• Valentina Poletti

The Human Starvation


For us wealthy westerners, looking at poorer people in third world countries or homeless fellows on the street, it is so easy to make quick assumptions.

"They could get a job if they just put enough effort."

"If I give them money they will just spend it on drugs."

"They are creating their own situation."

Etcetera.

At this stage of my life I came to a point where I don't have enough arrogance left in me to be sure but of one thing, which is that I will never be able to fully understand the pain, life and circumstances of another. Yes: I have not grown starving for food, so I can never fully understand someone who did. I have not grown without education so I can never fully understand someone who did. I have not grown alone on the street, and I can never understand fully someone who did. I don't consider myself so superior to believe that my life experience, my perspective, my background, my privilege applies to everyone else I see. In fact it is my unique privilege to be able to even consider doing that.

Yet, as easy as it is to deem circumstances of poorer people as inferior, less fortunate, less happy, I have also come to the opposite conclusion. When travelling to poor country you can often easily see, on clear display for everyone, the lack of wealth, the lack of security, the lack of health. It is almost a public exhibit of human flaws. Because they are so visible, so public, it is very easy to come to the - very erroneous - conclusion that those people are indeed less fortunate.

What I have learned to see is what is behind the display, behind the curtains. The one thing I can say for certain about the West is that we have become masters of disguise. Unlike third world countries, where shadows are open for everyone to see, we display layers of perfection to hide what is truly underneath. We exhibit cleanliness and order in our streets: we show serene healthy people in public, we are very good at exhibiting nice orderly clothes, neat attitudes and pretty material possessions. We display the young, healthy, successful, famous everywhere on the media, on billboards, on TVs. What we are excellent at is hiding.

Behind layers of perfection, impeccable cleanliness and organization, we hide shame, fear, loneliness, desperation, lack, sickness, abuse. We hide shadows so dark and deep that are terrifying even to mention. Hollywood and the political circles hide rings of pedophilia and ritual child abuse. Successful multibillion companies hide suicidal employees and environmental disasters. Perfect families are secretive locations for child abuse, domestic violence and misogyny. Misogyny, homophobia, racism run in companies, social circles, families. Societies are lead, run and guided by psychopaths, sociopaths, narcissists and the most mentally sick.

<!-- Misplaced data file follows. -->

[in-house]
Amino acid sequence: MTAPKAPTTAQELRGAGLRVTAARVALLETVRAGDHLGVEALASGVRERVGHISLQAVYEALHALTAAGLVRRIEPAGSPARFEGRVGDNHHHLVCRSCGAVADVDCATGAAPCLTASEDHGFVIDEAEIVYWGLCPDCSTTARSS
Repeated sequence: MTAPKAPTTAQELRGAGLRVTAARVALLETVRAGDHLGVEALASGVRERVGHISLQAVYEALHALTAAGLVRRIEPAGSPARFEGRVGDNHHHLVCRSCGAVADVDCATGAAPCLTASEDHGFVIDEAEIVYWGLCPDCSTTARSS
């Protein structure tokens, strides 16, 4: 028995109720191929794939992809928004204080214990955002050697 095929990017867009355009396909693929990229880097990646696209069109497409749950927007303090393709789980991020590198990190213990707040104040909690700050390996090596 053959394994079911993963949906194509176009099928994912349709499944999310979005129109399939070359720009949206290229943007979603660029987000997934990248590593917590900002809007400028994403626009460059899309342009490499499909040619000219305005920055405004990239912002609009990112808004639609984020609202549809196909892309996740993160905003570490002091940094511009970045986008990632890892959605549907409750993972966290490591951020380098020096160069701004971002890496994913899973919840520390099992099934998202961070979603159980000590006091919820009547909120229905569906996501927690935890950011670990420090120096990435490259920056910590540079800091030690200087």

And the biggest disease of all: isolation. We have never been so many, we have never had such advanced technological tools to help our communication, connection, closeness, and yet we have never been so alone and disconnected.

Teens commit suicide in isolation, older people live alone in misery. Young people raise their children all by themselves.

We might be full of material wealth, but just like the third world we are starving. Only we are starving for something far deeper than food: human connection.

Buried underneath layers of disguise, where we try so hard to show our success, our perfect lives, our pretty relationships, clothes, homes and possessions, we have suffocated the most important thing of all: our authenticity. We have forgotten how to be really human, how to feel and express our emotions at every level, pain to joy.

We have given up our humanity for a facade. And we have become thus slaves of our own suppressed needs. Because we are in a state of starvation, we are easy to manipulate. We buy all the useless goods that are sold to us. We eat comfort foods, we consume drugs, television, fashion, entertainment, distraction. We fill the void inside us with everything that is offered to us, and in exchange we are willing to give up our soul. We work jobs we hate, for people whose ethics are questionable, so that we can buy those things. We stay in relationships where we suffer, so that we fill that emptiness. We participate daily to the destruction of our planet and to the torture and slaughter of other animals willingly and obediently. We buy the illusion that by cheering for one or another political leader we make a change, meanwhile giving up our power and responsibility to them.

For years I have tried to change this world. But I am no longer optimistic that it can really be changed. From what I've seen it is true that some changes can be made, and don't get me wrong: I will keep trying. However I recognize that a lot of it will have to start from scratch. A lot will have to be destroyed. The corruption is too deep, the codependence too strong, to really shift things significantly before it is too late. A new world based on our forgotten human values needs to emerge.

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